Making Meaning: Language and Rhetoric in Real World Spaces, University of Mighigan, September 25-26, 2009

full name / name of organization: 
Language and Rhetorical Studies Interdisciplinary Workshop, University of Michigan

Call for Proposals
The meanings and uses of rhetoric have changed greatly since Aristotle described it as "the available means of persuasion." Some have considered it relevant and valuable to all topics and disciplines, while others see such universal application as superficial, dismissing it as mere rhetoric. And while some would dismiss the power of words, we know language is fundamentally linked to identity and language choices have real-world implications. This conference encourages us to think about the ways that language and rhetoric function in a complex political and social world. It is a space for graduate and professional students from various disciplines to question, analyze, and theorize the roles of rhetoric and language in past and present spaces.

We hope that the conference papers will address ways in which language and rhetorical analyses can shed light on a wide range of public and pedagogical discourses. Papers can fall in (but are not limited to) the following categories:

• Social justice and action projects
• Classroom based discourse and text analyses
• Corpus-based text analyses
• Sociolinguistic studies
• Visual rhetorical analyses
• Rhetorical analyses of public discourses (e.g., political, environmental, ecological)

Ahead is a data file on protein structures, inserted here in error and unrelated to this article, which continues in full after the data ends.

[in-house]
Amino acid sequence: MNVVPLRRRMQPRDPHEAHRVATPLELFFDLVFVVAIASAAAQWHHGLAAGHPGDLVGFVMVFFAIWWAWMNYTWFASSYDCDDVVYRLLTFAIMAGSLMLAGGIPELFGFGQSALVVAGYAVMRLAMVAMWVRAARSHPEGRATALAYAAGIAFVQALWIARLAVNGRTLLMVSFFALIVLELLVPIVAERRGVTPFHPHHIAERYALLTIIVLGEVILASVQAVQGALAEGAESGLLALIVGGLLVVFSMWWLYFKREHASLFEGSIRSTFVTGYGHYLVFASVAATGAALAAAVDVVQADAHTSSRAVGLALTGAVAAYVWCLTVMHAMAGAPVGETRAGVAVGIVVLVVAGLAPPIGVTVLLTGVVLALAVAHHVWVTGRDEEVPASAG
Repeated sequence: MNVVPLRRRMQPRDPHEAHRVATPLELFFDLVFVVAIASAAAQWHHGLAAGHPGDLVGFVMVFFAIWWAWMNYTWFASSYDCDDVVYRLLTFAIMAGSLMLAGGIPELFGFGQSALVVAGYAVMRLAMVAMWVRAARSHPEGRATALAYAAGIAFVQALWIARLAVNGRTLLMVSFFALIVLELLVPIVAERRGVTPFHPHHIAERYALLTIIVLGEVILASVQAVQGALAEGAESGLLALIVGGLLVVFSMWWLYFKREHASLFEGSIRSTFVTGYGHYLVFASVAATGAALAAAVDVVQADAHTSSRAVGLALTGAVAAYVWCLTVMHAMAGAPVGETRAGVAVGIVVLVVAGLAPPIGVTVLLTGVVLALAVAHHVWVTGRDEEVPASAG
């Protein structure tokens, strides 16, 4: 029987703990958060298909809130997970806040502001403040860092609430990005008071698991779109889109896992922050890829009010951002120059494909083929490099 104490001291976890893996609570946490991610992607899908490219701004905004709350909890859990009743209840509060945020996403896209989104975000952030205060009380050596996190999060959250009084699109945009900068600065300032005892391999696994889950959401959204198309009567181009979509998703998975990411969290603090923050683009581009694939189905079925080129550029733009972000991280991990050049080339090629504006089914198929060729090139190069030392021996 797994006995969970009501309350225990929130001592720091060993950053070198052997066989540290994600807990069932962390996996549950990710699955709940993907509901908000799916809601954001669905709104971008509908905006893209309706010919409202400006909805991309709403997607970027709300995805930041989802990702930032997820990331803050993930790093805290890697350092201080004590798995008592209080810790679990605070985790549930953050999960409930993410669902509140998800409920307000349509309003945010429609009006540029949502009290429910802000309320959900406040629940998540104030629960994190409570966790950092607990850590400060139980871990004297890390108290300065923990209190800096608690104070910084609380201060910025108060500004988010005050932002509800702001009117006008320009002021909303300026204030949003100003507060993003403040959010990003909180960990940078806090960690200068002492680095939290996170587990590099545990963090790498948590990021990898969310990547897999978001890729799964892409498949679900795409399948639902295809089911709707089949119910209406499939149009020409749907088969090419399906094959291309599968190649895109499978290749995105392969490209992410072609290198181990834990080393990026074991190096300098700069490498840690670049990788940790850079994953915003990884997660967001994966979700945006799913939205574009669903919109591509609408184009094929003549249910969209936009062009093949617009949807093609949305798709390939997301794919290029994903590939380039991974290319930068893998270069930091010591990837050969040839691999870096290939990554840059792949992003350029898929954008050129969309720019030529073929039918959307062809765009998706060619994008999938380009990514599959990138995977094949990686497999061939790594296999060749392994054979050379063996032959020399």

• Theoretical interrogations grounded in particular sites/times

Presentation Guidelines
Please remember that this is an interdisciplinary conference, and so you should design your presentations to be accessible to an interdisciplinary audience (including reviewers).

All paper proposals should be drafted to suit 75-minute panel discussions. We will organize panels of three to four presenters, and so each presenter will have only 15-20 minutes to present in order to allow time for introductions and questions and responses. We are also accepting proposals for panels of three or four speakers.

Proposal Guidelines
Proposals must include the following:
1. Title
2. An abstract no longer than 250 words
3. Contact information on a separate page: Paper title, author's name, email, phone contact, and mailing address.

Submit proposals by email attachment to Send all questions and concerns to the same email address.

• Proposals must be submitted by email no later than midnight of Monday, June 26, 2009.
• We will respond to applicants regarding acceptance no later than July 15.

About Us
The Language and Rhetorical Studies Workshop at the University of Michigan, Ann Arbor, focuses on the intersection of language and rhetoric. We aim to capture the interest and attention of those within disciplines that typically have been associated with rhetoric and language, such as Linguistics, English Language and Literature, and English Education. We also seek to attract participants that work with a more expansive definition of rhetoric, discussing the ways that persuasion, argument, audience, and other familiar rhetorical fundamentals permeate our lives.

To find out more about the Language and Rhetorical Studies Workshop please visit our website at We will continue to update materials relating to the conference here, so check back often.